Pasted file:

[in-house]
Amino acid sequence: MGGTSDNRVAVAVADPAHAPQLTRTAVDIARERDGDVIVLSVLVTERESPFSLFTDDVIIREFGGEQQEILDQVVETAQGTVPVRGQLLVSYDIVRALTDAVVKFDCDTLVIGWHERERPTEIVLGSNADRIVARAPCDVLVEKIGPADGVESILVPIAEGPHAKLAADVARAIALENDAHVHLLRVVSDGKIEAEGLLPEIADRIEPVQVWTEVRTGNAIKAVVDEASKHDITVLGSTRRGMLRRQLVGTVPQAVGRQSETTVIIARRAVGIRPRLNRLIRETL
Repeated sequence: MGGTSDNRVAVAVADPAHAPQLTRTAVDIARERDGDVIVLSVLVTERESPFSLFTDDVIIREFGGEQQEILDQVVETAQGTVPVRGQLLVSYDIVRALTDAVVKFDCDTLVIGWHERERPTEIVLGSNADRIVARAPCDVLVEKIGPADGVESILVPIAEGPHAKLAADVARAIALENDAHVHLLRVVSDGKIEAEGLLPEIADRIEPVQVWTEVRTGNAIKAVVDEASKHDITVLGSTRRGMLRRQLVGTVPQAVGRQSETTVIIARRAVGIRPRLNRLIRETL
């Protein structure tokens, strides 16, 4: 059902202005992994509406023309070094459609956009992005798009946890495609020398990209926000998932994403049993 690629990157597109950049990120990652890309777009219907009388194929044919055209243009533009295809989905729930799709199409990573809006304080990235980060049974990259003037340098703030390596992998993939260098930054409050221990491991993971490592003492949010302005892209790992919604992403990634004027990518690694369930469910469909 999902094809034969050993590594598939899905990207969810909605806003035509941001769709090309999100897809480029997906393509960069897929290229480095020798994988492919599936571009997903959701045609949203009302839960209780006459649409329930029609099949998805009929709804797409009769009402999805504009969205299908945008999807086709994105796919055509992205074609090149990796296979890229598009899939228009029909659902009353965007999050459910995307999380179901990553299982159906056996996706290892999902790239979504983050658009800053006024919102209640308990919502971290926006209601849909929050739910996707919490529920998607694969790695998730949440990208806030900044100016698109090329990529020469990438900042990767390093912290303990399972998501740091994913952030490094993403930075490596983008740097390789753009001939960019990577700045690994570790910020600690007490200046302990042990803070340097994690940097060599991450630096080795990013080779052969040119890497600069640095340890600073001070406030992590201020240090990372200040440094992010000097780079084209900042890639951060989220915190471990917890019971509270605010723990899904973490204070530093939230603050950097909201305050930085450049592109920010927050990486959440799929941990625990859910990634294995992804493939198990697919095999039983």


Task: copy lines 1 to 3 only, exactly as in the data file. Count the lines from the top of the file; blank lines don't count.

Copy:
[in-house]
Amino acid sequence: MGGTSDNRVAVAVADPAHAPQLTRTAVDIARERDGDVIVLSVLVTERESPFSLFTDDVIIREFGGEQQEILDQVVETAQGTVPVRGQLLVSYDIVRALTDAVVKFDCDTLVIGWHERERPTEIVLGSNADRIVARAPCDVLVEKIGPADGVESILVPIAEGPHAKLAADVARAIALENDAHVHLLRVVSDGKIEAEGLLPEIADRIEPVQVWTEVRTGNAIKAVVDEASKHDITVLGSTRRGMLRRQLVGTVPQAVGRQSETTVIIARRAVGIRPRLNRLIRETL
Repeated sequence: MGGTSDNRVAVAVADPAHAPQLTRTAVDIARERDGDVIVLSVLVTERESPFSLFTDDVIIREFGGEQQEILDQVVETAQGTVPVRGQLLVSYDIVRALTDAVVKFDCDTLVIGWHERERPTEIVLGSNADRIVARAPCDVLVEKIGPADGVESILVPIAEGPHAKLAADVARAIALENDAHVHLLRVVSDGKIEAEGLLPEIADRIEPVQVWTEVRTGNAIKAVVDEASKHDITVLGSTRRGMLRRQLVGTVPQAVGRQSETTVIIARRAVGIRPRLNRLIRETL